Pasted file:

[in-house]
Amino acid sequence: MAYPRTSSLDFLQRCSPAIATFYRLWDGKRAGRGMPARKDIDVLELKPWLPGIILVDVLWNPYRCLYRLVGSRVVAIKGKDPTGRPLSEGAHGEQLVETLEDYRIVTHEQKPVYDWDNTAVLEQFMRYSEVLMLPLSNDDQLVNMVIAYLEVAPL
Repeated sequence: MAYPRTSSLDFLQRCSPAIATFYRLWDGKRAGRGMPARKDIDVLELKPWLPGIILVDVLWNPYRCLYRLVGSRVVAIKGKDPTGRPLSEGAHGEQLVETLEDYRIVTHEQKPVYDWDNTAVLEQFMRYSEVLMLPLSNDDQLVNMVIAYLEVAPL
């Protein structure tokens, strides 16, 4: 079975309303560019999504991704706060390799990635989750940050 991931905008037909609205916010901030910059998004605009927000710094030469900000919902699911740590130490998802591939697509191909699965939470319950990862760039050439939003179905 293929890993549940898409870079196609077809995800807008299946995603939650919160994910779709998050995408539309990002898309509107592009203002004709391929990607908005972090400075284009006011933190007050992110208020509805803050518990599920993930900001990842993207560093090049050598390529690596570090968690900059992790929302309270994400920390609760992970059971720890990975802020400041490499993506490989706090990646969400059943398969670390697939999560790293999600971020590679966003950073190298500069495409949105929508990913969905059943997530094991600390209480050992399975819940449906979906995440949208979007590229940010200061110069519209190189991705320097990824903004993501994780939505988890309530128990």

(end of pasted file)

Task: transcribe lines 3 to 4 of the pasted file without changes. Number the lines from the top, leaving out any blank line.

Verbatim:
Repeated sequence: MAYPRTSSLDFLQRCSPAIATFYRLWDGKRAGRGMPARKDIDVLELKPWLPGIILVDVLWNPYRCLYRLVGSRVVAIKGKDPTGRPLSEGAHGEQLVETLEDYRIVTHEQKPVYDWDNTAVLEQFMRYSEVLMLPLSNDDQLVNMVIAYLEVAPL
């Protein structure tokens, strides 16, 4: 079975309303560019999504991704706060390799990635989750940050 991931905008037909609205916010901030910059998004605009927000710094030469900000919902699911740590130490998802591939697509191909699965939470319950990862760039050439939003179905 293929890993549940898409870079196609077809995800807008299946995603939650919160994910779709998050995408539309990002898309509107592009203002004709391929990607908005972090400075284009006011933190007050992110208020509805803050518990599920993930900001990842993207560093090049050598390529690596570090968690900059992790929302309270994400920390609760992970059971720890990975802020400041490499993506490989706090990646969400059943398969670390697939999560790293999600971020590679966003950073190298500069495409949105929508990913969905059943997530094991600390209480050992399975819940449906979906995440949208979007590229940010200061110069519209190189991705320097990824903004993501994780939505988890309530128990």